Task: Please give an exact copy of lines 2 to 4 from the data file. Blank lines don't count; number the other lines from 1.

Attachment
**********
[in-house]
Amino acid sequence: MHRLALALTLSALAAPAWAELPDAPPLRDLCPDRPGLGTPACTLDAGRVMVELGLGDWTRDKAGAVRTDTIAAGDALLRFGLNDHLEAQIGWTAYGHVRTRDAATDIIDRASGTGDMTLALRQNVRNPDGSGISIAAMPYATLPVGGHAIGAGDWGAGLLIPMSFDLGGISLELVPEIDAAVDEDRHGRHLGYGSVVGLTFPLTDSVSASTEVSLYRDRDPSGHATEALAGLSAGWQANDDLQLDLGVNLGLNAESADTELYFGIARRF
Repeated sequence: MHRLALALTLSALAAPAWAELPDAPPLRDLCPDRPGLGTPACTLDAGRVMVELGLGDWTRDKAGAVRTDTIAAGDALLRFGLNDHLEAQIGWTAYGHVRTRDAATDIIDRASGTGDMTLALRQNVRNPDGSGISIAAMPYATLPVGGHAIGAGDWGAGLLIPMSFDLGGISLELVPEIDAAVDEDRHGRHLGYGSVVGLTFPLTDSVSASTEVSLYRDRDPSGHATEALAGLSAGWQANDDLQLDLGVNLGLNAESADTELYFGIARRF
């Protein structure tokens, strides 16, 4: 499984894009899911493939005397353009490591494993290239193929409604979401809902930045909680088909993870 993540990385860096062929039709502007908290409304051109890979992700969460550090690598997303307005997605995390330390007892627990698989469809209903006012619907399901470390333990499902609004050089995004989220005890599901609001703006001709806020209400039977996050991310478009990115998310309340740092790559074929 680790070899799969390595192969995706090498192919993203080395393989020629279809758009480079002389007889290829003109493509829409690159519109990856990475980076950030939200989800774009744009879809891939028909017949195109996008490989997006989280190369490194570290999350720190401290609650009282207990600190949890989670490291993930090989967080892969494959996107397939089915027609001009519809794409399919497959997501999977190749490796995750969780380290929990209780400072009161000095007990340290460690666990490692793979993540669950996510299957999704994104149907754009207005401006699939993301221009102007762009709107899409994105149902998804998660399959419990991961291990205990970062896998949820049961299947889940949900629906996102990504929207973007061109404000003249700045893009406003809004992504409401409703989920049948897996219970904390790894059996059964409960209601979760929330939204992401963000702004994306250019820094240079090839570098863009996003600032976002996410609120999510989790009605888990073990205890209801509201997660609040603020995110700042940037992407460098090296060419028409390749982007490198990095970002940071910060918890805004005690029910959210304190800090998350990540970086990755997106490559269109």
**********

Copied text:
Amino acid sequence: MHRLALALTLSALAAPAWAELPDAPPLRDLCPDRPGLGTPACTLDAGRVMVELGLGDWTRDKAGAVRTDTIAAGDALLRFGLNDHLEAQIGWTAYGHVRTRDAATDIIDRASGTGDMTLALRQNVRNPDGSGISIAAMPYATLPVGGHAIGAGDWGAGLLIPMSFDLGGISLELVPEIDAAVDEDRHGRHLGYGSVVGLTFPLTDSVSASTEVSLYRDRDPSGHATEALAGLSAGWQANDDLQLDLGVNLGLNAESADTELYFGIARRF
Repeated sequence: MHRLALALTLSALAAPAWAELPDAPPLRDLCPDRPGLGTPACTLDAGRVMVELGLGDWTRDKAGAVRTDTIAAGDALLRFGLNDHLEAQIGWTAYGHVRTRDAATDIIDRASGTGDMTLALRQNVRNPDGSGISIAAMPYATLPVGGHAIGAGDWGAGLLIPMSFDLGGISLELVPEIDAAVDEDRHGRHLGYGSVVGLTFPLTDSVSASTEVSLYRDRDPSGHATEALAGLSAGWQANDDLQLDLGVNLGLNAESADTELYFGIARRF
């Protein structure tokens, strides 16, 4: 499984894009899911493939005397353009490591494993290239193929409604979401809902930045909680088909993870 993540990385860096062929039709502007908290409304051109890979992700969460550090690598997303307005997605995390330390007892627990698989469809209903006012619907399901470390333990499902609004050089995004989220005890599901609001703006001709806020209400039977996050991310478009990115998310309340740092790559074929 680790070899799969390595192969995706090498192919993203080395393989020629279809758009480079002389007889290829003109493509829409690159519109990856990475980076950030939200989800774009744009879809891939028909017949195109996008490989997006989280190369490194570290999350720190401290609650009282207990600190949890989670490291993930090989967080892969494959996107397939089915027609001009519809794409399919497959997501999977190749490796995750969780380290929990209780400072009161000095007990340290460690666990490692793979993540669950996510299957999704994104149907754009207005401006699939993301221009102007762009709107899409994105149902998804998660399959419990991961291990205990970062896998949820049961299947889940949900629906996102990504929207973007061109404000003249700045893009406003809004992504409401409703989920049948897996219970904390790894059996059964409960209601979760929330939204992401963000702004994306250019820094240079090839570098863009996003600032976002996410609120999510989790009605888990073990205890209801509201997660609040603020995110700042940037992407460098090296060419028409390749982007490198990095970002940071910060918890805004005690029910959210304190800090998350990540970086990755997106490559269109």